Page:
He never said this (Picture: Twitter)
‘A delayed game is eventually good, but a rushed game is forever bad,’ has always been attributed to the creator of Mario but he never said it.
Despite his huge influence on the video games industry, and the high regard with which he is held by other developers, Shigeru Miyamoto – creator of Mario, Zelda, and much else at Nintendo – rarely gives interviews or does anything much to share his wisdom publicly.
One of the few exceptions has been the phrase, ‘A delayed game is eventually good, but a rushed game is forever bad.’ That certainly sounds like something he’d agree with but while it’s been attributed to him, no one has ever been able to work out when he first said it – for the simple reason that he never did.
It now seems most likely that it was Siobhan Beeman, who worked on the Wing Commander franchise at Origin in the 90s, that uttered the phrase, or something close to it, for the first time, at GDC (Game Developers Conference) in 1996.
Beeman’s comment in 1996 wasn’t exactly the same, as she’s recorded as saying: ‘A game is only late until it ships, but it’s bad forever.’ Although she doesn’t claim to remember the exact wording anyway.
A subsequent comment from GT Interactive producer Jason Schreiber, in an issue of Gamefan from June 1998, is similarly close: ‘A good game is only late until it ships, a bad game is bad forever.’
According to website A Critical Hit!, the first time the exact quote was ever used, and attributed to Shigeru Miyamoto, is a Usenet post in October 2003, by someone calling themselves Charles E. Hardwidge and complaining about the game Judge Dredd: Dredd Vs. Death.
Of course there was a petition (Picture: Metro.co.uk)
However, there are early posts that also reference the quote and attribute it to Blizzard and, as far back as 1998, either Nintendo or Rare (the poster isn’t sure which was supposed to have said it).
According to Beeman, the reason for this is that the general sentiment was common amongst game developers of the era (this was back when consoles didn’t have patches and those for PC games were difficult to distribute) and so it’s impossible to know who came up with the general concept first – most likely it was several different people thinking along similar lines.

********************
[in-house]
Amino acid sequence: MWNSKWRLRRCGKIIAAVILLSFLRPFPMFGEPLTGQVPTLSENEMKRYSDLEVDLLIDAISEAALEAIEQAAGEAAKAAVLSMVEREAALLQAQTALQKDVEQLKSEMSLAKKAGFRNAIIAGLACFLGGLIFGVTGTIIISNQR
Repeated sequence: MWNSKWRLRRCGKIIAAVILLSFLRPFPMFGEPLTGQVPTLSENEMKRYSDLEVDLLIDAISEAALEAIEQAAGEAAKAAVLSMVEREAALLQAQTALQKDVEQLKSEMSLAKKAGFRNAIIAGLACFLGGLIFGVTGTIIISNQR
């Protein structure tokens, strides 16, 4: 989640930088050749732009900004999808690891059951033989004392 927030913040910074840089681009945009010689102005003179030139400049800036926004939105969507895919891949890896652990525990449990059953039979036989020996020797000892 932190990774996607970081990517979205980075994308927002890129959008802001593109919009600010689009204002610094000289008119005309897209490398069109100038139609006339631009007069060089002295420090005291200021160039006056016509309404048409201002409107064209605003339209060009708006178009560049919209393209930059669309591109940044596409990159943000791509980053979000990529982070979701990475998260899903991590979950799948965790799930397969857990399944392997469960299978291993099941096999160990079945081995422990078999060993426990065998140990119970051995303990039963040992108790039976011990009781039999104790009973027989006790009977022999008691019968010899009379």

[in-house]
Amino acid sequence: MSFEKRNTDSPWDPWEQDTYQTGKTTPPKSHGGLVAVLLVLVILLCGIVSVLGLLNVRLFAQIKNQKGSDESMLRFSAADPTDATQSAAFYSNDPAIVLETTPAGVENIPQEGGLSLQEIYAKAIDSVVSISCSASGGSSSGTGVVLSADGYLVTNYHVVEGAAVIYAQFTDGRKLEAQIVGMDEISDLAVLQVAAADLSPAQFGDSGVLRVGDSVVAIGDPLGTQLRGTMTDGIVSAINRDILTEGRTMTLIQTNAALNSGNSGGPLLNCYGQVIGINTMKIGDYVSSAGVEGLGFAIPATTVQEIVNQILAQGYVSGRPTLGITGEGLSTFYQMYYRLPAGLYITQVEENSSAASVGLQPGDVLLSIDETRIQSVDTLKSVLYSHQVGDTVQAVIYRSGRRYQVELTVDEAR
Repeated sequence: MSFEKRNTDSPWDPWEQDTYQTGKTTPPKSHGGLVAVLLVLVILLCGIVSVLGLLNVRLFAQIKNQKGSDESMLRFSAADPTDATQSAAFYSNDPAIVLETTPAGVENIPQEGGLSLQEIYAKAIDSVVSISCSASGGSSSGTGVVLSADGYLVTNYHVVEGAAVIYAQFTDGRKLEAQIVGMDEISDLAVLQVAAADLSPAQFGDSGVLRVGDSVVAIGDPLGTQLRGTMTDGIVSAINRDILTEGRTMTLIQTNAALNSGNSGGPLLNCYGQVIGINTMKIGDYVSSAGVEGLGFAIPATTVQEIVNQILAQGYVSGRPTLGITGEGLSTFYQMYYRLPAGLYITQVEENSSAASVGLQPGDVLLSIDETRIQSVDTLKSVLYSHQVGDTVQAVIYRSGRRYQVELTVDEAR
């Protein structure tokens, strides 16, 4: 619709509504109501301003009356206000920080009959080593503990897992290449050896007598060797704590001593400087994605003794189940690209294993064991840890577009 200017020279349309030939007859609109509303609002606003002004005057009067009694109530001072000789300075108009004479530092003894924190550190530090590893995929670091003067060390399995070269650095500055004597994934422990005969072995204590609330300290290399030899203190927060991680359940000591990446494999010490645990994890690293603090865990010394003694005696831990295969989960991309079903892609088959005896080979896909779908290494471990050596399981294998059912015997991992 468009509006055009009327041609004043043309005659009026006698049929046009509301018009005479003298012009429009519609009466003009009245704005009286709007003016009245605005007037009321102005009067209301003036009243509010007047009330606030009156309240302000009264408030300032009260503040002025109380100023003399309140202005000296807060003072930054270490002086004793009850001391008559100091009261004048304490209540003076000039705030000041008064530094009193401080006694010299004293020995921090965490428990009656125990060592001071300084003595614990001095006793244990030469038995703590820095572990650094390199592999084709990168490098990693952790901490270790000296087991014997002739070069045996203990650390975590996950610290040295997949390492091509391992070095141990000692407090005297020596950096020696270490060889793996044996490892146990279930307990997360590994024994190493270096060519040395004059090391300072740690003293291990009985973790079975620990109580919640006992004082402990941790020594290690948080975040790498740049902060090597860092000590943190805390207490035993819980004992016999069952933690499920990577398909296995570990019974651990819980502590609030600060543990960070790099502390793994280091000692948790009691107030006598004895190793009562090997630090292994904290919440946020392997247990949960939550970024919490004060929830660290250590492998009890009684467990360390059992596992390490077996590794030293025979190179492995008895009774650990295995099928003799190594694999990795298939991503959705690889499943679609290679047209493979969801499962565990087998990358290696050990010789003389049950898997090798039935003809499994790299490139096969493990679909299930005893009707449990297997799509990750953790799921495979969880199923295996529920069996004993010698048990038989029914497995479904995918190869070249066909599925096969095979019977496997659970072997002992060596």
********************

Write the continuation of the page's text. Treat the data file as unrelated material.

This is exactly the way things work with quotes and popular expressions outside of the games industry, many of which have been around for centuries and yet often end up being attributed to a specific person, who many never have uttered them – often an expert in the field or someone already known for pithy comments (it’s usually either Winston Churchill or Mark Twain).
What’s interesting about the games quote is that not only is it still relevant (although CD Projekt may feel they’ve beaten its logic with Cyberpunk 2077) but Valve found Gabe Newell was recently quoted using a slightly less elegant version of the phrase.
‘Late is just for a little while, suck is forever,’ he said in a new Half-Life 25th anniversary video, although it’s unclear if he was trying to remember the original quote or purposefully rephrasing it.
Newell also had another gem in the same documentary, where’s he’s talking about realism in games, and recalls various conversations with developers about the subject.
‘Somebody [would] say, that’s not realistic and you’re like, ‘Okay, what does that have? Explain to me why that’s interesting.’ Because in the real world, I have to write up lists of stuff I have to go to the grocery store to buy. And I have never thought to myself that realism is fun. I go play games to have fun.’
It could do with being streamlined into something a bit more quotable, but given enough time that will probably happen naturally, even if it ends up being attributed to the wrong person again.
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